At first sight, EM Forster's 1924 novel seems an anachronism in the 21st century. Its quaint, antiquated approach to British colonialism, and in particular its stance on those pesky 'natives' and their difficult ways, looks decidedly uncomfortable to our modern, ultra-sensitive eyes.
But scratch a little deeper, as theatre company simple8 has done in this co-production with Royal & Derngate, and you can find a tale of sweeping themes, big ideas and dangerous complexities which is all too resonant in our time of global soul-searching.
Adapted and co-directed by Simon Dormandy, this version of the narrative chooses to focus less on the detail of what may or may not have happened to English ingenue Adela Quested in the Marabar Caves and more on the thorny question of how – or indeed whether – conflicting ideologies and cultures can co-exist in any meaningfully harmonious way.
This shift in emphasis aids the whole enterprise enormously: instead of an irritatingly small story about pampered British imperialists disproportionately offended by the locals, we are given a challenging, thought-provoking exploration of different, but equally valid, perspectives. None is deemed to be better or more correct than any other, and the steadfast refusal to take sides offers a neat, timely reflection on the state of the world today.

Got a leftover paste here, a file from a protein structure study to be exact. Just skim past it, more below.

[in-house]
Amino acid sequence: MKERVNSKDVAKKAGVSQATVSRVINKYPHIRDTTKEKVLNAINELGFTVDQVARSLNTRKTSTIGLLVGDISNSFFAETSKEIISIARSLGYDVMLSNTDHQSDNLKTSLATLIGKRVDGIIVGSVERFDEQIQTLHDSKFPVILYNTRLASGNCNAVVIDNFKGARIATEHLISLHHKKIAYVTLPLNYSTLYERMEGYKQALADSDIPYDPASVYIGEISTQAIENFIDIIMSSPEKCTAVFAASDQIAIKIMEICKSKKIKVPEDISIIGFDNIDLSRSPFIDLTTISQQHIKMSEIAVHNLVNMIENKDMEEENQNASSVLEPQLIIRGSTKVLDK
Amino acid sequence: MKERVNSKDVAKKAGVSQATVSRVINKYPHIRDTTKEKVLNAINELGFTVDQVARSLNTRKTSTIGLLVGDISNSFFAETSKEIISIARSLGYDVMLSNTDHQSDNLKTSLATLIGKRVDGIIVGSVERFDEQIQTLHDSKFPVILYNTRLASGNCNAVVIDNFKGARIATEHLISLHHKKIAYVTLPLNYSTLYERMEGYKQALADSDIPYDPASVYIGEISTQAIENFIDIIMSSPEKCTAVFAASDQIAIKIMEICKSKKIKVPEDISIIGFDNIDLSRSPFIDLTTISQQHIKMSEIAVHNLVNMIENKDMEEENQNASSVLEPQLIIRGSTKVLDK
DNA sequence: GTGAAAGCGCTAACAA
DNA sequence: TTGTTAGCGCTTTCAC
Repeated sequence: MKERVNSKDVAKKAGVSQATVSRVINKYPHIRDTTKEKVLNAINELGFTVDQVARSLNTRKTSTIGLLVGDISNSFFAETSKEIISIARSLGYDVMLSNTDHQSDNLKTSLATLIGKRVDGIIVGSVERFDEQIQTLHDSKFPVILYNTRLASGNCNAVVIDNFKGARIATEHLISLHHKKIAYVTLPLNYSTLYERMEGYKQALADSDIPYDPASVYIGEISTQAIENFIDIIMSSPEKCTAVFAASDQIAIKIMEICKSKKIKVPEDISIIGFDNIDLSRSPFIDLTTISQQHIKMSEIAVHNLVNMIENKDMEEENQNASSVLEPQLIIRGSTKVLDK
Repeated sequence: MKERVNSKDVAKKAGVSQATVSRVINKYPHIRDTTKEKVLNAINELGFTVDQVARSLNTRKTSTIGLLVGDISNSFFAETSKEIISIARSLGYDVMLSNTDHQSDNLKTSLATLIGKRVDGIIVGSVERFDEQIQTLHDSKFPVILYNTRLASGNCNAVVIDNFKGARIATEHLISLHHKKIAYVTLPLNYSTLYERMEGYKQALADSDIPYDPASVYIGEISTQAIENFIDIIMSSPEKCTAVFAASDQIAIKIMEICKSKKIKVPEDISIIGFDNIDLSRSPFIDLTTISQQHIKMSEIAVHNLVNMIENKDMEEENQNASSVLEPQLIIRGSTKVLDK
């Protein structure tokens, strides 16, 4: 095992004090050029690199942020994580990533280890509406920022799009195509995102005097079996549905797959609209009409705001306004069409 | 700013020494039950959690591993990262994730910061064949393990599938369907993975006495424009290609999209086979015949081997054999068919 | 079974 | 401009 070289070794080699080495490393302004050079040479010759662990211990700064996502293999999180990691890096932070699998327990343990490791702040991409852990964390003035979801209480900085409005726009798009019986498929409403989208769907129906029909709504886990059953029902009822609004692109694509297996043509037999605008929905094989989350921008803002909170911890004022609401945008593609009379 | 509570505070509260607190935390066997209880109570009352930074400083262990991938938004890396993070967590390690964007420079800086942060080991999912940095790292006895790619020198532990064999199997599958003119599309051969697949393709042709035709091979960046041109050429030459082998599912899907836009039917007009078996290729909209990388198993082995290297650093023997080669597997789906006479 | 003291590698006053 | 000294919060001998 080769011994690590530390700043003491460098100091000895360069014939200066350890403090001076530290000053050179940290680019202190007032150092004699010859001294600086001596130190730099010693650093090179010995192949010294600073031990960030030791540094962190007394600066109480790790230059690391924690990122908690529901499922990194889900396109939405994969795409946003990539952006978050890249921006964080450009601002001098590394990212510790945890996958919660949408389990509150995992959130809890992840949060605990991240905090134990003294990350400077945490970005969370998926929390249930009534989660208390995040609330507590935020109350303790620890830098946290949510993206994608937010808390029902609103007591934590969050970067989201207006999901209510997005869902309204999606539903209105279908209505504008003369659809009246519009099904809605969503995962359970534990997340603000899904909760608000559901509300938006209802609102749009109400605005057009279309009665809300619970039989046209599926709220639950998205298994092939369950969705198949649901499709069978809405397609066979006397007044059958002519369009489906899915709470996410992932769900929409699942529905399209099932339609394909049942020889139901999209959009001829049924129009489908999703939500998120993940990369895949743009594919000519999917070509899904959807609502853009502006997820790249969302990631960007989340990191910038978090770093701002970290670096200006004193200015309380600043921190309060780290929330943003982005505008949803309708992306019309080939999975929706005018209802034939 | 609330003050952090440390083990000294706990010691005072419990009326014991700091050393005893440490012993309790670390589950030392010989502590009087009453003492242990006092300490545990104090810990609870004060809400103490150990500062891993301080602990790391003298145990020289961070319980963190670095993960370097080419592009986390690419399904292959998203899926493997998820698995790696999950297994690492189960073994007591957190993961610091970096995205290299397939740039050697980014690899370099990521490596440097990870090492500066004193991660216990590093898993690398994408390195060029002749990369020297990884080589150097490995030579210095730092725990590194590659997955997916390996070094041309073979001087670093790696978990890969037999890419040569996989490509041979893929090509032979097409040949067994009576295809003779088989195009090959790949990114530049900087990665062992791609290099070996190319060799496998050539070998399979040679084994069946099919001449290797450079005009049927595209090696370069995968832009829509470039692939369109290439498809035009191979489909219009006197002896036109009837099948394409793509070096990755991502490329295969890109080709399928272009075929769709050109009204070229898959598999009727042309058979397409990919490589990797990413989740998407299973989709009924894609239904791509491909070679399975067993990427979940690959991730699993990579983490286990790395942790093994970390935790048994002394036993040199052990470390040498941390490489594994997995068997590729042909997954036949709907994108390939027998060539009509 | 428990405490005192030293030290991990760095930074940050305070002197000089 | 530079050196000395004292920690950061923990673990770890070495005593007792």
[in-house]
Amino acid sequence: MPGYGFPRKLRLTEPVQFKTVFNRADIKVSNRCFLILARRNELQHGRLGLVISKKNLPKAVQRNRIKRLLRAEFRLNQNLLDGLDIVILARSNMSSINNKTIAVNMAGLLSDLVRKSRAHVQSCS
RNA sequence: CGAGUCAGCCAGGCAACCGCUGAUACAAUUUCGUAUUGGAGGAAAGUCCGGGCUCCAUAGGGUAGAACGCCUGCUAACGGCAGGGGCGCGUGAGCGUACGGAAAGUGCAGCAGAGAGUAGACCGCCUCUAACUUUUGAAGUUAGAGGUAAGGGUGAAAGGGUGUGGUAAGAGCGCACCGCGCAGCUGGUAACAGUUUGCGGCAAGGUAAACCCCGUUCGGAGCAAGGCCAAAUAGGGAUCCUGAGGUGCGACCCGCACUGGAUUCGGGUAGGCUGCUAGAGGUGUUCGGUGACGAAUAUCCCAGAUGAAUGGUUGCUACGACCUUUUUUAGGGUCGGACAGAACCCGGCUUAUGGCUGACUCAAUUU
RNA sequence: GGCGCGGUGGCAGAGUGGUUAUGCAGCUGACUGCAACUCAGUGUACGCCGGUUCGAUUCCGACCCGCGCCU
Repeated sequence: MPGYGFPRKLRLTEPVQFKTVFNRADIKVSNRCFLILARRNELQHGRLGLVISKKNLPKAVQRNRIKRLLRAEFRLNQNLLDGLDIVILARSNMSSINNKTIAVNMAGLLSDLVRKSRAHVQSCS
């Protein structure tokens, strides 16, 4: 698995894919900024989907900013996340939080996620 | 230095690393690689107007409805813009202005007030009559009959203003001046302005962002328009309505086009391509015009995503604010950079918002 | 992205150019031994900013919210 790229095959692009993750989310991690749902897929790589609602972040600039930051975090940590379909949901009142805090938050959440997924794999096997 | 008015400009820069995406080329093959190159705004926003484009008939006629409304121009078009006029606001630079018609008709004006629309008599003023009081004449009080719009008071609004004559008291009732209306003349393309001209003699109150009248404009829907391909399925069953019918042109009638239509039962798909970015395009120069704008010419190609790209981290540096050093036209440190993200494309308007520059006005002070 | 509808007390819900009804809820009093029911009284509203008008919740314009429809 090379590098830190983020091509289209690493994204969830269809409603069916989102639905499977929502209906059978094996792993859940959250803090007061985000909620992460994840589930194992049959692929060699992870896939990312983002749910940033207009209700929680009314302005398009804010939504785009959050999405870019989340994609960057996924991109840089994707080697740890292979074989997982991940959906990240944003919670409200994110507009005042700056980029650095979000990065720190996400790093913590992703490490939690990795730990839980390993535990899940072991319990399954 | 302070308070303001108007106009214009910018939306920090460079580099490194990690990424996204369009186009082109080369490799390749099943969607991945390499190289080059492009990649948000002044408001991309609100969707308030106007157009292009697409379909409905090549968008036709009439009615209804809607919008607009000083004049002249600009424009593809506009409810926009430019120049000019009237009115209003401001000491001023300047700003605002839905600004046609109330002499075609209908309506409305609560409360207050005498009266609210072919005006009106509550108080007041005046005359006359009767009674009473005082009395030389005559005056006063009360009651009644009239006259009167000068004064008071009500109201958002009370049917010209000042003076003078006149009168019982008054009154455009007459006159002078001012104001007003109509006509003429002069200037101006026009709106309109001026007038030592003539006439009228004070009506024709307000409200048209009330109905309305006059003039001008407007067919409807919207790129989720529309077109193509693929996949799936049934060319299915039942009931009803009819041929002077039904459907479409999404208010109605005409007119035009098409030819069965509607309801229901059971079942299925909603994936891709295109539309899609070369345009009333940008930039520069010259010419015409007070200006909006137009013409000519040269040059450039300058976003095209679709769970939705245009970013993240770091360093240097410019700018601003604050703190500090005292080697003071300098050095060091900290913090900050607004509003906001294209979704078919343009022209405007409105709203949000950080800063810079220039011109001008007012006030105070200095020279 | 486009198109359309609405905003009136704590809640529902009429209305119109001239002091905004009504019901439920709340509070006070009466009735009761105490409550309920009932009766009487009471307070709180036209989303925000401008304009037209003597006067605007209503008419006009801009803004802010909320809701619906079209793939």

The adaptation is far from perfect – some of the staging feels gimmicky and tricksy, while the occasional foray into third-person narration breaks the dramatic flow and adds little in the way of insight – but there's a palpable sense of wanting to use the basic plot as a means to delve deep into much bigger issues.
The production benefits hugely from a 12-strong cast, supplemented by two onstage musicians, who between them manage to create the chaotic, colourful vibrancy of the subcontinent against a simple but extremely effective design by Dora Schweitzer. Kuljit Bhamra's wonderful score generates buckets of atmosphere and tension while Prema Mehta's lighting conjures up northern India in all its multi-faceted subtlety.
Liz Crowther nominally heads the cast as Mrs Moore, the enlightened mother of the local British magistrate who accompanies her son's would-be fiancee on a reconnaissance trip ahead of their anticipated nuptials. Crowther is a commanding presence and linchpin for the production, but she is by no means alone in the quality of her performance.
Edward Killingback pitches his upright but misguided son beautifully, Phoebe Pryce capably pulls off the potentially unbelievable volte-face of Adela, his intended, and Richard Goulding is terrific as the lone colonialist voice willing to side with the accused local doctor Aziz. In this role, Asif Khan delivers servile obsequiousness and seething resentment with equal brilliance, epitomising the unresolvable, ultra-relevant dichotomy at the heart of Forster's tale: can you somehow find a way to be friends with your enemy?
A Passage to India ran at Royal & Derngate until 20 January, and now tours to Salisbury, Bristol, Liverpool, Bromley and Park Theatre, London.